Better-educated American women are choosing their careers over childbearing, leading to a record-low population decline since the 1980s.
US birth rates have fallen their lowest levels since the 1980s, according to a recent study conducted by a US centre devoted to studying demographic changes.
Several reasons have been attributed to the decline, according to the National Centre for Health Statistics.
These include economic recession, more women joining the workforce and government efforts to limit migration.
The research shows that the total fertility rate fell 2 percent in 2018 from 2017, putting the birth rate well below the two-children-per-family target, at just over 1,700 per 1,000 women.
“Fertility rates are reaching record lows,” said Brady Hamilton, a demography researcher who lead the report.
Hamilton noted that the seven-percent decline in the teenage birth rate last year was the most significant statistic among the findings.
But experts say the decline in US birth rates cannot solely be justified by precarious economic times since even during the Great Depression, the country’s total fertility rate was significantly higher than it is now, according to data within the study.
“There’s no question that part of it … is economic. It’s very expensive to raise children these days. But it’s partly social — all the changes in women’s roles,” Donna Strobino, professor and chair of education, population, family and reproductive health at Johns Hopkins University, told NBC.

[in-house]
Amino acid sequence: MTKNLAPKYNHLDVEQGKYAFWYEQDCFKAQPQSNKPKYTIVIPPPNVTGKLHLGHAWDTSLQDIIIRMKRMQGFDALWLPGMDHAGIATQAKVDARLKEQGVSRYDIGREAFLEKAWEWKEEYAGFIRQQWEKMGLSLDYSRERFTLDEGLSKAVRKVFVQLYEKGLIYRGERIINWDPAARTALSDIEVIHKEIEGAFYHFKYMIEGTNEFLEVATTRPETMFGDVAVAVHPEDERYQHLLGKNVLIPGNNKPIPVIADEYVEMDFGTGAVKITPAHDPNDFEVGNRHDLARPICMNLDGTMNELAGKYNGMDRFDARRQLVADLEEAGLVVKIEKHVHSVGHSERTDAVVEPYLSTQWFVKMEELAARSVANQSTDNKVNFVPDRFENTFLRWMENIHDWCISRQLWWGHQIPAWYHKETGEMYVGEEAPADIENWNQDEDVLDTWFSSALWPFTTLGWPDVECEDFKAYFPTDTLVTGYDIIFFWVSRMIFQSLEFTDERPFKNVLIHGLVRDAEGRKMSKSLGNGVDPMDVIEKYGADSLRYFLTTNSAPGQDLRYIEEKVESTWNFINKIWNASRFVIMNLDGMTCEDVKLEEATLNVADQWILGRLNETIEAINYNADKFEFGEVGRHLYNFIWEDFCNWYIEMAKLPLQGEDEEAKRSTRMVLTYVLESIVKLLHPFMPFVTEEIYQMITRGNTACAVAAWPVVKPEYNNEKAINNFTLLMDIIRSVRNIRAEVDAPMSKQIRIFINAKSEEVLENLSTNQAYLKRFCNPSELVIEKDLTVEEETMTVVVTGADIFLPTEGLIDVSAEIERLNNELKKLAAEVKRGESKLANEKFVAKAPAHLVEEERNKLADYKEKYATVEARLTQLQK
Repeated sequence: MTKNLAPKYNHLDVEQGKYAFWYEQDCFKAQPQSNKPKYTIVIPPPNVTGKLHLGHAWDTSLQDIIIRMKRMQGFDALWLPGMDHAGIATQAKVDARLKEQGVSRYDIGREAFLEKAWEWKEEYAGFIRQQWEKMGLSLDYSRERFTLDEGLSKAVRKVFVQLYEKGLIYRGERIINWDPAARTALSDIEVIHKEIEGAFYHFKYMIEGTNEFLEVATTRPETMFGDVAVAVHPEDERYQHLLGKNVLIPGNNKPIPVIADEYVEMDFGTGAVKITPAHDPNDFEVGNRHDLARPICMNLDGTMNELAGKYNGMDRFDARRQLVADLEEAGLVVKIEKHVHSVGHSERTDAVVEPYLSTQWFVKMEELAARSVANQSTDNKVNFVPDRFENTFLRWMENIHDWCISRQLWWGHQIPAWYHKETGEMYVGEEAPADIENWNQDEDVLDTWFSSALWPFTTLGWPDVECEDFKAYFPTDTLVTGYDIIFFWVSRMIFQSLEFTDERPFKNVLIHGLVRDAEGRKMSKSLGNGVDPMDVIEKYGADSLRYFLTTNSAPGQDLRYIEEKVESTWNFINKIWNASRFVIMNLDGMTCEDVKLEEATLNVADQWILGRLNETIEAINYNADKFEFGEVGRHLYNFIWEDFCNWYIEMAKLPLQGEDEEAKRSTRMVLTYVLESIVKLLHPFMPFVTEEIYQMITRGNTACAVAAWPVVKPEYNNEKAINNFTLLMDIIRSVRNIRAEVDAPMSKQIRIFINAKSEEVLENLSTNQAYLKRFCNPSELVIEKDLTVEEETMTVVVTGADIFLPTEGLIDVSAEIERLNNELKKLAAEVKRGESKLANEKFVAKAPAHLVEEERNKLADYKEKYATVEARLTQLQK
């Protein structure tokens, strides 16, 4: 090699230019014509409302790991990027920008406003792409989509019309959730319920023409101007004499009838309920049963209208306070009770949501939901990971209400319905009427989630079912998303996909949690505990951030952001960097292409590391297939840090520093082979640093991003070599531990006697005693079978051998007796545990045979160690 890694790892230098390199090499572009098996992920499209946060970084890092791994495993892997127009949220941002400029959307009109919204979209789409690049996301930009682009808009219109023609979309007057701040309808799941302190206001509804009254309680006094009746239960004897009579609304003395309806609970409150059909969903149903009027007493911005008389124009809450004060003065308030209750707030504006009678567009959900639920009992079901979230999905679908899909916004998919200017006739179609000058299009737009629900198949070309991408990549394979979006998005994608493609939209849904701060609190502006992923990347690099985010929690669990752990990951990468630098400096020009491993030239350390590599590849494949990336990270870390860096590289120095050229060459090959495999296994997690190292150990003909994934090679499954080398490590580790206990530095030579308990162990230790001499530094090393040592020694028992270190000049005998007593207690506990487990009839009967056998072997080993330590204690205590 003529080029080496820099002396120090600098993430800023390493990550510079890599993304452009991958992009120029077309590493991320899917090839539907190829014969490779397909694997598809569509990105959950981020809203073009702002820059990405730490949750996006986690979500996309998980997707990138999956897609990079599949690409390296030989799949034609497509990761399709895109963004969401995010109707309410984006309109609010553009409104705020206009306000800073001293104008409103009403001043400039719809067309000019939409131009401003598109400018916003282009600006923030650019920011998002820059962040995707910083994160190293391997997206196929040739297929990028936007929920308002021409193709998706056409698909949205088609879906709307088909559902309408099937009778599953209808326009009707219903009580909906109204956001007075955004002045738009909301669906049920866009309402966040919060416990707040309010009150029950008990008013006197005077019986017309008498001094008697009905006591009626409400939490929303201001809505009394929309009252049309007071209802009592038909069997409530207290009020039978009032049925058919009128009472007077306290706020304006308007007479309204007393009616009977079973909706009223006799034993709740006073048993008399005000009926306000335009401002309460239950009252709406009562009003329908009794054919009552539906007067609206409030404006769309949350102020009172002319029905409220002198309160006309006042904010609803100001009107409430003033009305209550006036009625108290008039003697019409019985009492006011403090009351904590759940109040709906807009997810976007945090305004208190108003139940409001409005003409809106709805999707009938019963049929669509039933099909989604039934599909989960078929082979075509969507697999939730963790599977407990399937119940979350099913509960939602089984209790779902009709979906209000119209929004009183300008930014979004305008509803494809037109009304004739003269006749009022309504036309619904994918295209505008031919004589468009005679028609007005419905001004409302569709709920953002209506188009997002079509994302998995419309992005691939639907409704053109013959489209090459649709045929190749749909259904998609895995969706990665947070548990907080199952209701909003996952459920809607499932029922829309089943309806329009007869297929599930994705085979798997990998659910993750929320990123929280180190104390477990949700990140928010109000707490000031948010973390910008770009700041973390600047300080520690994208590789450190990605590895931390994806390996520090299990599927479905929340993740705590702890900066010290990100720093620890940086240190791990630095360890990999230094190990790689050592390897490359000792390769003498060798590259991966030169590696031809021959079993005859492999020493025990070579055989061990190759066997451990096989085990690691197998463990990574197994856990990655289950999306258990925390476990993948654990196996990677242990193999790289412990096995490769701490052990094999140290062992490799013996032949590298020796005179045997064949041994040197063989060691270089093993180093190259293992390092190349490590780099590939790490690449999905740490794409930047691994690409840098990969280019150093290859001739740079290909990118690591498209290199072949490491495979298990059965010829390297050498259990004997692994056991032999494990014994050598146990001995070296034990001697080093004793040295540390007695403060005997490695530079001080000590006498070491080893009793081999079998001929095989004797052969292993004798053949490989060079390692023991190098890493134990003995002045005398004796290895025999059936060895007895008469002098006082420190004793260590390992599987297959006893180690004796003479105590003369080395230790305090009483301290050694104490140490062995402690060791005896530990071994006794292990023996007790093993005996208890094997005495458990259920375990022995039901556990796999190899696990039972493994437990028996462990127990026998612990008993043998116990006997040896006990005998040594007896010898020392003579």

“We’re clearly in the throes of major social change with regards to women getting married and choosing to have children,” Strobino said.
The research showed that increasingly qualified American women tend to think about getting married and having children after securing their career targets, which means they are having children in their late 30s and early 40s .
"I have seen numerous couples who have waited too long. Some have been married for more than 10 years before they think about having kids. There have been many advances in fertility treatment, but there is still no treatment for reproductive aging,” said Helen Kim, an associate professor of medicine at Northwestern University.
But US fertility rates are still faring better than in Europe and Japan, according to experts and World Bank figures.
The decline also means that the country will eventually have more elderly citizens, which means the country will needs more migrants to fill the gap in the labour force, a fact that will no doubt be a challenge amid the immigration caps placed by the Trump administration.